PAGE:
The Regulatory Mix, TMI’s daily blog of regulatory activities, is a snapshot of PUC, FCC, legislative, and occasionally court, issues that our regulatory monitoring team uncovers each day. Depending on their significance, some items may be the subject of a TMI Regulatory Bulletin.
Average Schedule Formula
The FCC is seeking comment on the National Exchange Carrier Association, Inc.’s (NECA) proposed modification to the average schedule formulas for interstate settlements for the period July 1, 2015, through June 30, 2016. The formula changes would increase settlement rates by 6.6% at constant demand. NECA said that most of the settlement increases are attributed to increases in Common Line (CL) and Non-DSL formulas for medium and large study areas. These increases in CL and Non-DSL formulas are attributable to significant increases in Cable and Wire Facilities investment reported by sample average schedule study areas, higher account growth, and significant reductions in access lines and Non-DSL demand. The increases are partly offset by decreases in the DSL Basic formula. Comments are due February 17, 2015; reply comments are due February 27, 2015.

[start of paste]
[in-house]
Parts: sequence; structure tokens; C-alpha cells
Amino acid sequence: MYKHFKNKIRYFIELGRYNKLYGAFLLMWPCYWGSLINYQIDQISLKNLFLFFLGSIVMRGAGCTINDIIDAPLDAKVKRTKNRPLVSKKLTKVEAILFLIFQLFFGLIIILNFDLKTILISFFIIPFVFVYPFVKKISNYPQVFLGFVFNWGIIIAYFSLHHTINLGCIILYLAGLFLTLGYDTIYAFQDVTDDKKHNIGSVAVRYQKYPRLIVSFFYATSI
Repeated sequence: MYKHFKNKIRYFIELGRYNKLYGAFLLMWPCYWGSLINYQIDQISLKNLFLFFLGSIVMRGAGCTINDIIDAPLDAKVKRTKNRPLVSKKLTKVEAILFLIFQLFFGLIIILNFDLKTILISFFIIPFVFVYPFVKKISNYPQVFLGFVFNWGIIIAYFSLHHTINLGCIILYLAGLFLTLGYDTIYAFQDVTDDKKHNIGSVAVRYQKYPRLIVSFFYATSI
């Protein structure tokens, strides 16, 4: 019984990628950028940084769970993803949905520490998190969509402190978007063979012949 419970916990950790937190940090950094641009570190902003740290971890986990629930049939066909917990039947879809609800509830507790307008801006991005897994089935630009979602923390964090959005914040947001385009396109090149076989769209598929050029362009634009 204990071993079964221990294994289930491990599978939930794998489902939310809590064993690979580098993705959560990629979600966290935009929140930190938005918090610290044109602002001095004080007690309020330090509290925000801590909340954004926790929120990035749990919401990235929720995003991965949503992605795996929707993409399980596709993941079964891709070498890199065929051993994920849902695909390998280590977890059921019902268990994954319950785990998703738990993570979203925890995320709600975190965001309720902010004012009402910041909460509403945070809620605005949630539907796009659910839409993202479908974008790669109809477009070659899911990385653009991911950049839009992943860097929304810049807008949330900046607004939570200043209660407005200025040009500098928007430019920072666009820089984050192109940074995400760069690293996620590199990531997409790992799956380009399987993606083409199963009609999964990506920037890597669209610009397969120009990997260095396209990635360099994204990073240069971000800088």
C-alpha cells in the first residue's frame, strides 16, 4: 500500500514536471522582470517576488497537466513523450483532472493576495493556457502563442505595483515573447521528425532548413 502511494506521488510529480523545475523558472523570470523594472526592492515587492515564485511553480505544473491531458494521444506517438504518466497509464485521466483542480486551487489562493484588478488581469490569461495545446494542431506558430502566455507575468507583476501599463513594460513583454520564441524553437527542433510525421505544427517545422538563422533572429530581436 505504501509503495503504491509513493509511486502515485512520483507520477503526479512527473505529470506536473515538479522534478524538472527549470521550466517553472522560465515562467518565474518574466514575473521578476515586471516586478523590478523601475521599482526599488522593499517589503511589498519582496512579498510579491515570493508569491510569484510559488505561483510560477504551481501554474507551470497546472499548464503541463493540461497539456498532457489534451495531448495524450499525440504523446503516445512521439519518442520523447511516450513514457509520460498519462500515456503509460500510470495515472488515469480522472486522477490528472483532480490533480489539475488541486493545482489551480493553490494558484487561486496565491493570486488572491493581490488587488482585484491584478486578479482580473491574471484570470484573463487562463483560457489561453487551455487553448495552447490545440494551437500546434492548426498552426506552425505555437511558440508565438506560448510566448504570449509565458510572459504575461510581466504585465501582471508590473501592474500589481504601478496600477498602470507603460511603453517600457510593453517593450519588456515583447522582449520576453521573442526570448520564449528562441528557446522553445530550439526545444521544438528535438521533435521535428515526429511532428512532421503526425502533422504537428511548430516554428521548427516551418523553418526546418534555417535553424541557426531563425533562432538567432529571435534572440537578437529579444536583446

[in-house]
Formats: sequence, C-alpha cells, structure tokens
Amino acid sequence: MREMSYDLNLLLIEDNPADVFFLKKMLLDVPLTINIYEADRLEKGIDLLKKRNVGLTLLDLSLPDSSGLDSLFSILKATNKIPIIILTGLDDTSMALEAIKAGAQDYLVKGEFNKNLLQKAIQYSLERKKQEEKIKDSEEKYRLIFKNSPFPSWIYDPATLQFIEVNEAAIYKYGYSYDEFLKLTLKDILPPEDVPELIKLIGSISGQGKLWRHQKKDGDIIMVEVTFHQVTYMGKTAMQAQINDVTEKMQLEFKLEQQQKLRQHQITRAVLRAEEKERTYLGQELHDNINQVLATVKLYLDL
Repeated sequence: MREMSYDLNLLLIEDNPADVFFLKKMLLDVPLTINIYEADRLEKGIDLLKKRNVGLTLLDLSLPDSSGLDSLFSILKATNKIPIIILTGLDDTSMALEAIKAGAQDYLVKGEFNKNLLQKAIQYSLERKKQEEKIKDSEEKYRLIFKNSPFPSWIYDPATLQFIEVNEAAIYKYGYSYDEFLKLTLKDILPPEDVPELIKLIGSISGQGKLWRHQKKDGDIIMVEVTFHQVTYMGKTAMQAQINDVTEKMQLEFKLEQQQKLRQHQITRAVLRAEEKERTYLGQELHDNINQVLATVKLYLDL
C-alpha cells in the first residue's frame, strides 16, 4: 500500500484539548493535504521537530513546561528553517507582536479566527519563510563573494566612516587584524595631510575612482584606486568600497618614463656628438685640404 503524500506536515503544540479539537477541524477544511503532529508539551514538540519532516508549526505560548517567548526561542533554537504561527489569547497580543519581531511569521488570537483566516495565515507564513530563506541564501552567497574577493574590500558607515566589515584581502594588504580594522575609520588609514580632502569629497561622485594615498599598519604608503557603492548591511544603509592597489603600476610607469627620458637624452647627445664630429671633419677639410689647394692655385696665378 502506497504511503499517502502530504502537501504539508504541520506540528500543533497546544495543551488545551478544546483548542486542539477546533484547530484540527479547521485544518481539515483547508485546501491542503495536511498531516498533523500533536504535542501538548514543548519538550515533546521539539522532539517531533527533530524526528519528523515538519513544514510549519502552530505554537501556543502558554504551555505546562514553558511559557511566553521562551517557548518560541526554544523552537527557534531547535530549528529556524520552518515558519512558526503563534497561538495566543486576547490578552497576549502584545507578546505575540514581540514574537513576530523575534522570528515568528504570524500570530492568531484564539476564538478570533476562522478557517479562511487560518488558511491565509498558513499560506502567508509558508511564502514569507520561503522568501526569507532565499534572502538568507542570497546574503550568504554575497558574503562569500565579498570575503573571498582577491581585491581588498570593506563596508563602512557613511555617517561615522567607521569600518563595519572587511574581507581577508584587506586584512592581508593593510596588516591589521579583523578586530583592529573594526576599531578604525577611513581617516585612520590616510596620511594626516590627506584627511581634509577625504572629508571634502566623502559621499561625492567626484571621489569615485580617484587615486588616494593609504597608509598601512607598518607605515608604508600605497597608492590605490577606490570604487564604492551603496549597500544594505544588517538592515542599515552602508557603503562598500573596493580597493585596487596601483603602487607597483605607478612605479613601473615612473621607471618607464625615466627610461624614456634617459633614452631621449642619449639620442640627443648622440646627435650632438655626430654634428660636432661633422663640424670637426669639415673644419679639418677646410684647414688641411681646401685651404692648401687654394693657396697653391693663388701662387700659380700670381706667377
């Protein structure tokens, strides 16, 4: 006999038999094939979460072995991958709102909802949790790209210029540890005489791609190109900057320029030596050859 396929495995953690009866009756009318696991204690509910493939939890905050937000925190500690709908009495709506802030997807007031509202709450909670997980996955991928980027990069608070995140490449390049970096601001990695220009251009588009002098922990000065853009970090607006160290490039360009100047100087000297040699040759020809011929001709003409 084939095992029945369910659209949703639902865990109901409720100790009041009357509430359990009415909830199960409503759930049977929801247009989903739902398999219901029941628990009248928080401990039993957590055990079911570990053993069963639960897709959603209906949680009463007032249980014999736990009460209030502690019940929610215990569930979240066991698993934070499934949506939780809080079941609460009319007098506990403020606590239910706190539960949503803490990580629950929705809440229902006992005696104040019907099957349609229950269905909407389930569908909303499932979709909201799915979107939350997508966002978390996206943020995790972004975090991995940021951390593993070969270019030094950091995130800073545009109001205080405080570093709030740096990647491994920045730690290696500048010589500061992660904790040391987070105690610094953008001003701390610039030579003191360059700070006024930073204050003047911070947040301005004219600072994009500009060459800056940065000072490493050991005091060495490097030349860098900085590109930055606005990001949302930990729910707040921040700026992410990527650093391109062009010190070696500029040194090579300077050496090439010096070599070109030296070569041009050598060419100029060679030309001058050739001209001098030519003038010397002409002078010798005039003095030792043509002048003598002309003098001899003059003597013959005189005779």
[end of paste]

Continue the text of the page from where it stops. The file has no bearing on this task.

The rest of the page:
The FCC issued an Enforcement Advisory warning hotels and other commercial establishments that blocking of personal Wi-Fi networks or hot spots is prohibited and that persons or businesses causing intentional interference to Wi-Fi hot spots are subject to enforcement action. The Advisory states that: “[n]o hotel, convention center, or other commercial establishment or the network operator providing services at such establishments may intentionally block or disrupt personal Wi-Fi hot spots on such premises, including as part of an effort to force consumers to purchase access to the property owner’s Wi-Fi network. Such action is illegal and violations could lead to the assessment of substantial monetary penalties.” The Advisory notes that, since it announced its Consent Decree with Marriott International, Inc. See the Regulatory Mix dated October 6, 2014, the Enforcement Bureau has received several complaints that other commercial Wi-Fi network operators may be disrupting the operation of personal Wi-Fi hot spots. The Bureau is currently investigating these complaints and “will take appropriate action against violators.” Consumers that have reason to believe their personal Wi-Fi hot spot has been blocked can file a complaint with the FCC at www.fcc.gov/complaints or by calling 1-888-CALL-FCC.